United States District Court, D. Delaware
before the Court is Plaintiffs Motion for Partial Summary
Judgment and to Exclude Testimony of Peter Ivey Regarding
Invalidity Based on the Pentium Pro ("P6") (D.I.
433) and related briefing (D.I. 434, 506, 536). The Court heard
oral argument on April 12, 2017. For the reasons that follow,
IT IS HEREBY ORDERED THAT Plaintiffs Motion for Partial
Summary Judgment and to Exclude Testimony of Peter Ivey (D.I.
433) is DENIED.
Motion to Exclude Expert Testimony
district court acts as a gatekeeper" to ensure that
expert testimony is reliable and helpful. Schneider v.
Fried, 320 F.3d 396, 404 (3rd Cir. 2003). "The
primary locus of this obligation is [Federal Rule of
Evidence] 702." Daubert v. Merrell Dow Pharma.,
Inc., 509 U.S. 579, 589(1993). It reads:
A witness who is qualified as an expert by knowledge, skill,
experience, training, or education may testify in the form of
an opinion or otherwise if:
(a) the expert's scientific, technical, or other
specialized knowledge will help the trier of fact to
understand the evidence or to determine a fact in issue;
(b) the testimony is based on sufficient facts or data;
(c) the testimony is the product of reliable principles and
(d) the expert has reliably applied the principles and
methods to the facts of the case.
Fed. R. Evid. 702.
702, as amended in 2000, codified the Supreme Court's
holding in Daubert. Daubert imposes a
"trilogy" of requirements: (1) qualification, (2)
reliability, and (3) fit. Schneider, 320 F.3d at
404. My determination that proffered testimony complies with
these prerequisites is governed by Federal Rule of Evidence
104(a). Daubert, 509 U.S. at 592. As such, I must
find Daubert's trilogy of requirements is met by
a preponderance of the evidence. In re Paoli R.R. Yard
PCB Litig., 35 F.3d 717, 744 (3rd Cir. 1994).
one hand, this showing requires the party proffering expert
testimony do more than make a. prima facie case of
reliability. Id. at 743. On the other hand, the
"evidentiary requirement of reliability is lower than
the merits standard of correctness." Id. The
proffering party does not "have to prove their case
twice-they do not have to demonstrate to the judge by a
preponderance of the evidence that the assessments of their
experts are correct, they only have to demonstrate
by a preponderance of evidence that their opinions are
reliable." Id. at 744.
objections to Dr. Ivey's testimony fall within the
reliability prong of the Daubert trilogy. Under this
prong, "an expert's testimony is admissible so long
as the process or technique the expert used in formulating
the opinion is reliable." Paoli, 35 F.3d at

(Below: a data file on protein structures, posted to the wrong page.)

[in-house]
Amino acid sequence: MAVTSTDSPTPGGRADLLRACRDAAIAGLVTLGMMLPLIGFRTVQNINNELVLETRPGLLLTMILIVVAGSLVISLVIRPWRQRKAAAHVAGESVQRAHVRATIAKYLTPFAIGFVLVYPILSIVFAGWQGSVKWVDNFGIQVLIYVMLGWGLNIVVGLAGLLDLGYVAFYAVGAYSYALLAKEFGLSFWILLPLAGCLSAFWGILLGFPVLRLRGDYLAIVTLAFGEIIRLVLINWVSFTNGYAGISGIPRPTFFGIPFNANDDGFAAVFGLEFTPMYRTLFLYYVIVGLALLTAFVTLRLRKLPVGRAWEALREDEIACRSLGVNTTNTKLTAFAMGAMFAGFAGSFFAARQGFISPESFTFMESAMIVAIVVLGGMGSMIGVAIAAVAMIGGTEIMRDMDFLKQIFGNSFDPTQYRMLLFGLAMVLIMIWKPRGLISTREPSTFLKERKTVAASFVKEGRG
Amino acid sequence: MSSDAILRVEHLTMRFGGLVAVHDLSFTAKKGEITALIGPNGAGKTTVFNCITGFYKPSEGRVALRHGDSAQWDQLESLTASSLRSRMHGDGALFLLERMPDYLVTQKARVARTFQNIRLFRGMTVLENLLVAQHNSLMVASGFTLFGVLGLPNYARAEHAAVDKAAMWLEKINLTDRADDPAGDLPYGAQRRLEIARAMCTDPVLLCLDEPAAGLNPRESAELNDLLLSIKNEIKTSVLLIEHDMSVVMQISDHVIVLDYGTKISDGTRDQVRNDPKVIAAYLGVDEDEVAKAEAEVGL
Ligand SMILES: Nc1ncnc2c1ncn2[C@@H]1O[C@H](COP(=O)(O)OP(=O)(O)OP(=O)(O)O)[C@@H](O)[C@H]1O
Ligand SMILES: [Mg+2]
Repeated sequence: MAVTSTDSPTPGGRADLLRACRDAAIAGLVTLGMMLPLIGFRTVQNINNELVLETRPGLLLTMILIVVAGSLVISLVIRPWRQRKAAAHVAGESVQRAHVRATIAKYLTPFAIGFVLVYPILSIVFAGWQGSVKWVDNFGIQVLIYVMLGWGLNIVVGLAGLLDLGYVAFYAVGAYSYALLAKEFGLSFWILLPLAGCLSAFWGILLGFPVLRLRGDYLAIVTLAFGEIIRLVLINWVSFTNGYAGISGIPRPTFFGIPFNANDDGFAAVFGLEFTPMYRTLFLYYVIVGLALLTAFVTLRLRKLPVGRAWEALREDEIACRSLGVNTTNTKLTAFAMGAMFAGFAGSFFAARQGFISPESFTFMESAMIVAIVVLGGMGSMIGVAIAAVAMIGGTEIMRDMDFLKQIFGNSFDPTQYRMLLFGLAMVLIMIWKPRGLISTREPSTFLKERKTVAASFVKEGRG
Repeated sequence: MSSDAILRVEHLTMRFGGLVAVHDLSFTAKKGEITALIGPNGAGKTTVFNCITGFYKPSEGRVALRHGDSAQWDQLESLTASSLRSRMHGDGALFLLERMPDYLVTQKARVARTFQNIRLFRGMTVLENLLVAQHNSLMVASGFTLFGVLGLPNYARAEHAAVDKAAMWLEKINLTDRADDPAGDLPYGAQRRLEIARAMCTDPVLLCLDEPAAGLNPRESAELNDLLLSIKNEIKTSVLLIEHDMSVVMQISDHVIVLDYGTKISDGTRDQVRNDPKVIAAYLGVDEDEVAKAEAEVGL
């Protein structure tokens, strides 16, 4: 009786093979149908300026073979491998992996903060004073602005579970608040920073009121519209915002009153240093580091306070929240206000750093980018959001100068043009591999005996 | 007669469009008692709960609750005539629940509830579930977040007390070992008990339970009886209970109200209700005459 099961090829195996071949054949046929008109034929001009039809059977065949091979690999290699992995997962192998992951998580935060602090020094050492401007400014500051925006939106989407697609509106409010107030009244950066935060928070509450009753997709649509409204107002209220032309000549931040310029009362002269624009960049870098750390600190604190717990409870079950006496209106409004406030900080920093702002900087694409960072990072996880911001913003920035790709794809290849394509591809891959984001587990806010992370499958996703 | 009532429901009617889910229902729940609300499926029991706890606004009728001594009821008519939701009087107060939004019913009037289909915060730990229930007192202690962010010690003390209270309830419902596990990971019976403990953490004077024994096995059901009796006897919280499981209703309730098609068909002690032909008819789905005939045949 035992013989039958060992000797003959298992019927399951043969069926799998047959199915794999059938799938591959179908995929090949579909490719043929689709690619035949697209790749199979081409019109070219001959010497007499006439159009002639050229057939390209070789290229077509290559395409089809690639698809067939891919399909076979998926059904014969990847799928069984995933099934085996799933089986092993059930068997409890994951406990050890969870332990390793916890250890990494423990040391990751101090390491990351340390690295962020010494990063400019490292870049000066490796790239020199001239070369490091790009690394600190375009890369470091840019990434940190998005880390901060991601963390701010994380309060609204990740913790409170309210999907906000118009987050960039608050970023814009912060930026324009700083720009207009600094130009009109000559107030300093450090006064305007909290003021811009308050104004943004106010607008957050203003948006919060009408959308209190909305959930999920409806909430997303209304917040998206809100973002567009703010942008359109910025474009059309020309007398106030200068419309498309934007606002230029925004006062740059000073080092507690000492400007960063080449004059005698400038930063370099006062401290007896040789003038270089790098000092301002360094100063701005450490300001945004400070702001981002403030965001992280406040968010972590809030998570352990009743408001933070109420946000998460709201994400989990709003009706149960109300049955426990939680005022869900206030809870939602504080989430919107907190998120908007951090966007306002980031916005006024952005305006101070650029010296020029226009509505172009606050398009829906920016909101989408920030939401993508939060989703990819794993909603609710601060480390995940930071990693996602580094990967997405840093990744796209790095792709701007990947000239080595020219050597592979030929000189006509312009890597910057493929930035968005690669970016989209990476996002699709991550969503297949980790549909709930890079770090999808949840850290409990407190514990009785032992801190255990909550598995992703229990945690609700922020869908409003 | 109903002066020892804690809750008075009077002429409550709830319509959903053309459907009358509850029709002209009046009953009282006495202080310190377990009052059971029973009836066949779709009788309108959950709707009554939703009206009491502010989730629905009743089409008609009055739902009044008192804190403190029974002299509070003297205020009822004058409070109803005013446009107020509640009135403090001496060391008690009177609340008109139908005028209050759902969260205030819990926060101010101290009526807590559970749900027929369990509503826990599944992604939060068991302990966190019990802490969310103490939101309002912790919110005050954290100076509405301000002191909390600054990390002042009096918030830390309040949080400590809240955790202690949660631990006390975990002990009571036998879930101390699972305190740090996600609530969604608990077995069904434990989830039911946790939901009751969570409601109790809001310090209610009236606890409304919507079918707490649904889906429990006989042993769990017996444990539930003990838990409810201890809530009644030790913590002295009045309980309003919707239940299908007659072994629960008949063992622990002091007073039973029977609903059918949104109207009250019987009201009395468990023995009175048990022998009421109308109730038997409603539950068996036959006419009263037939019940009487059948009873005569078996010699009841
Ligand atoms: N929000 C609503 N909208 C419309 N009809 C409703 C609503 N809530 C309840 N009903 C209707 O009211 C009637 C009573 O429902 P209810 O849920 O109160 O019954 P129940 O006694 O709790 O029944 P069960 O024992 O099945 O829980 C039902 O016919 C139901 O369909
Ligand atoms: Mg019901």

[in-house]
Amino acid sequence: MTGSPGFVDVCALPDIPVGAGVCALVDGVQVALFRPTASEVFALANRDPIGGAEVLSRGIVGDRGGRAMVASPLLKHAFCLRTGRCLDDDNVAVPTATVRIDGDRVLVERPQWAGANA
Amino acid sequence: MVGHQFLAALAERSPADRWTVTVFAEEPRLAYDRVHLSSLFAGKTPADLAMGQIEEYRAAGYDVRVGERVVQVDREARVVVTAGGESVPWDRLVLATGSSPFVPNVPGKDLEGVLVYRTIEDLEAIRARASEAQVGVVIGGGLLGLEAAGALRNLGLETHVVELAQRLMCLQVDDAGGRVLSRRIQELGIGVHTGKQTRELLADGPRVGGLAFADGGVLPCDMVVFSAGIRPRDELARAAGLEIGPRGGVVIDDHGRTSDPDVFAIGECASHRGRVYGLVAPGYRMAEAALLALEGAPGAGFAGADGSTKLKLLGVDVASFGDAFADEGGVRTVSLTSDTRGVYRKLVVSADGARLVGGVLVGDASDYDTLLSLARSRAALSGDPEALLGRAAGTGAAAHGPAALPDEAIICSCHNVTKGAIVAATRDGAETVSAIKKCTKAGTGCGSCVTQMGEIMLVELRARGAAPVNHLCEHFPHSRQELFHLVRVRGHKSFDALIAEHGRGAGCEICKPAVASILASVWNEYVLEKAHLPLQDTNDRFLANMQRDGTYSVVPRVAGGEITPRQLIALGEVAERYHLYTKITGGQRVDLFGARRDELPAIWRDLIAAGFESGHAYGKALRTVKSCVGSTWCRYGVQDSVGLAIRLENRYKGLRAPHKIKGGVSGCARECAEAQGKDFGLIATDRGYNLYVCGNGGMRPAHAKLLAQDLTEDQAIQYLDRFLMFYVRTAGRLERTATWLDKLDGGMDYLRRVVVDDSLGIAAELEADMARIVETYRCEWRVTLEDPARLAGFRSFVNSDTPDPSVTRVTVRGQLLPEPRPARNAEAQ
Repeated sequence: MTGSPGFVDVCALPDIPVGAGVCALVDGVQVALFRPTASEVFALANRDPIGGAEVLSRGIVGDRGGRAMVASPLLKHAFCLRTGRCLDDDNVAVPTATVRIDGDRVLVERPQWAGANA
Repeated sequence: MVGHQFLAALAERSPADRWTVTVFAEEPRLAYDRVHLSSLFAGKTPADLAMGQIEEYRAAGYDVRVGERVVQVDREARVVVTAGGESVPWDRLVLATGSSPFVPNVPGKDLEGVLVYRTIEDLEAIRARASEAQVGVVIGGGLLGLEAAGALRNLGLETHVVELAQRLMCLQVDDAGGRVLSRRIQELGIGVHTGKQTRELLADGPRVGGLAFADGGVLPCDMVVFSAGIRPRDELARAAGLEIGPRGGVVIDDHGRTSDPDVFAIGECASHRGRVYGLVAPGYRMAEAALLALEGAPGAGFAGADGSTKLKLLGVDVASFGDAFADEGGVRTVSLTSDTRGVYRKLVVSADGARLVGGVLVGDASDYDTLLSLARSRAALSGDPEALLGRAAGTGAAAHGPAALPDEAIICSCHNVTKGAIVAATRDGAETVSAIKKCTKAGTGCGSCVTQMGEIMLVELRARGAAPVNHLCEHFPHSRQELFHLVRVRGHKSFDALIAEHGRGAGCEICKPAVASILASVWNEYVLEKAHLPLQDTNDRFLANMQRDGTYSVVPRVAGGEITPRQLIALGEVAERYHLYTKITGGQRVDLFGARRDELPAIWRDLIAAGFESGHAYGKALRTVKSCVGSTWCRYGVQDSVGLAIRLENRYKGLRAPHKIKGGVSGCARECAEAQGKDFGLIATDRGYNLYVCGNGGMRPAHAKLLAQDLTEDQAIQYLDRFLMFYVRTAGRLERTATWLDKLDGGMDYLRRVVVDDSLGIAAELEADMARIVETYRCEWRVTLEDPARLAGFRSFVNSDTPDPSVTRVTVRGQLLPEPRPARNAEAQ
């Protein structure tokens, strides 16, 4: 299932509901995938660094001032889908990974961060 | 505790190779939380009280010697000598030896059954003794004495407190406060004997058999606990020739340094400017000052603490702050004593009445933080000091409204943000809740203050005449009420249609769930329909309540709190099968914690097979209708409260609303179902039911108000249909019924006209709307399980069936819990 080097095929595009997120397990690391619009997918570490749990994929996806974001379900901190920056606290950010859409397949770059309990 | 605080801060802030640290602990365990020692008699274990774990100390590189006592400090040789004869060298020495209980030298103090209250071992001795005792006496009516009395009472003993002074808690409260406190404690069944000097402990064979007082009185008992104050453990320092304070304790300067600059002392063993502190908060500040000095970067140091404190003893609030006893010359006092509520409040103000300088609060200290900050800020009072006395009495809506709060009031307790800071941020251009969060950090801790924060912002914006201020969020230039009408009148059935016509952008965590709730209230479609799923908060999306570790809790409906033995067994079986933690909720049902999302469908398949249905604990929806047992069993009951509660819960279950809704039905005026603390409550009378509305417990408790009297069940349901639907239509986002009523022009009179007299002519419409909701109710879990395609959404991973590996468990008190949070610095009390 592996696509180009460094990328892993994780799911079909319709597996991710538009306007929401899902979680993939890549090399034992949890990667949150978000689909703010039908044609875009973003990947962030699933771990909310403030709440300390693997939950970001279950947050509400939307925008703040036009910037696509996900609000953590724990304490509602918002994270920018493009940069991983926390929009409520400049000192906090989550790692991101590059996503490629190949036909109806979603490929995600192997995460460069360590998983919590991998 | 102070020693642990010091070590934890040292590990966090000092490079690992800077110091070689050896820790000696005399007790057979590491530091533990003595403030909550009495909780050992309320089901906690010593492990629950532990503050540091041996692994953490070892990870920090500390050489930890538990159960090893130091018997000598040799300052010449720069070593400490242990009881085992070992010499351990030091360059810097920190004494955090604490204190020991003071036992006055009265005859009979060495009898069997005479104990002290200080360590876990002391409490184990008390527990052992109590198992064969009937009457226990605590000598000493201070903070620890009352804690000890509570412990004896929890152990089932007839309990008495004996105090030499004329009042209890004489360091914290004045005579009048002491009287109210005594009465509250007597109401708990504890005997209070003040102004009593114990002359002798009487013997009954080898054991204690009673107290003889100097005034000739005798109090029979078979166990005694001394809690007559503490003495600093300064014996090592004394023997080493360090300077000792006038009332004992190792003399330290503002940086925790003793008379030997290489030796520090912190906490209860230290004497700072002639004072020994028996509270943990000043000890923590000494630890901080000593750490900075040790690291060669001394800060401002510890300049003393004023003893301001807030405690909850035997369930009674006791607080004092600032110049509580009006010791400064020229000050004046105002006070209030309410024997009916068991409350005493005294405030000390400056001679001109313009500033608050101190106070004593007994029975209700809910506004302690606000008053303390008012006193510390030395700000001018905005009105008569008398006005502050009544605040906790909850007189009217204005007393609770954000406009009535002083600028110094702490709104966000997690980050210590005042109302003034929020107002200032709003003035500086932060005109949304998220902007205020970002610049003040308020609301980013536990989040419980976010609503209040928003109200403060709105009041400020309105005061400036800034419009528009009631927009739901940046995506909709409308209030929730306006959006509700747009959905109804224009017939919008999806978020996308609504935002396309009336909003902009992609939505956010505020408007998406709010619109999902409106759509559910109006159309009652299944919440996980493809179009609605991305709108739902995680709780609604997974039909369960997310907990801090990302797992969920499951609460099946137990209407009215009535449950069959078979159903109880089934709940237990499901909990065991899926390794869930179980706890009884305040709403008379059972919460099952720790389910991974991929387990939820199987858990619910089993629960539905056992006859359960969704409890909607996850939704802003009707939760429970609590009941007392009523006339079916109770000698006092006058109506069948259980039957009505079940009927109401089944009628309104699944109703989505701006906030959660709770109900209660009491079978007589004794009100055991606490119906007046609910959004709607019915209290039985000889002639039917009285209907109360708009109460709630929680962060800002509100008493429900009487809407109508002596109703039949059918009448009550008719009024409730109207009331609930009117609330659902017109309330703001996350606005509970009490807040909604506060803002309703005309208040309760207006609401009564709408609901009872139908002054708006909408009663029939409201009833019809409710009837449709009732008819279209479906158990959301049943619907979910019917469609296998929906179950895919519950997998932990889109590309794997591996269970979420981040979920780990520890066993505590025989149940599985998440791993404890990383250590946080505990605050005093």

742. Reliability does not require certainty,
Daubert, 509 U.S. at 590, but does require
"validity, " Paoli, 35 F.3d at 742. The
Third Circuit has warned, however, that "the reliability
requirement must not be used as a tool by which the court
excludes all questionably reliable evidence."
Id. at 744. An expert's opinion must be founded
on good grounds, not perfect ones. Id. I can
conclude there are good grounds for the opinion even if I
"think there are better grounds for some alternative
conclusion" or that the expert's methodology
"has some flaws such that if they had been corrected,
the scientist would have reached a different result."
Id. The Third Circuit has directed that a
"judge frequently should find an expert's
methodology helpful even when the judge thinks that the
expert's technique has flaws sufficient to render the
conclusions inaccurate." Id. at 744-15.
argues first that Dr. Ivey's opinion as to whether the P6
anticipates the asserted claims is unreliable because he
relied on "uncorroborated statements" made by
"an Intel engineer and former engineer/paid
consultant." (D.I. 434 at 22). Defendant counters that
Dr. Ivey did corroborate the statements to which Plaintiff
objects through his review of "P6 schematics, design
manuals, and timing diagrams" combined with his
experience as a person of skill in the art. (D.I. 506 at 16).
Plaintiff does not respond to this rebuttal, instead arguing
in reply that the engineer/consultant, upon whose statement
Ivey relied, did not review all of the schematics for the
register files. (D.I. 536 at 10). In other words, the
testimony to which Plaintiff objects is that of the engineer
and, therefore, Dr. Ivey's purported reliance on this
testimony. Since Dr. Ivey did, in fact, rely on more than
just this engineer's testimony, it seems to me that
Plaintiffs objection goes to whether Dr. Ivey's
conclusions are correct, not whether they are reliable. This
is not a case, as Plaintiff suggests, where the expert
performed no independent analysis of his own. (D.I. 434 at
next argues that Dr. Ivey's anticipation opinion is
"conclusory" in nature. (D.I. 434 at 22). Plaintiff
asserts that Dr. Ivey did not perform an element-by-element
analysis showing that the P6 practices every claim
limitation. (Id.). Plaintiff further asserts that
Dr. Ivey's failure to identify the circuits he relies on
and the amount of contention in those circuits renders his
opinion unreliable. (Id.). Defendant counters by
pointing to "a detailed claim chart with a
limitation-by-limitation analysis" provided by Dr. Ivey
as well as evidence in the record that the circuit Dr. Ivey
relied on is representative of the topology of register files
in general. (D.I. 506 at ...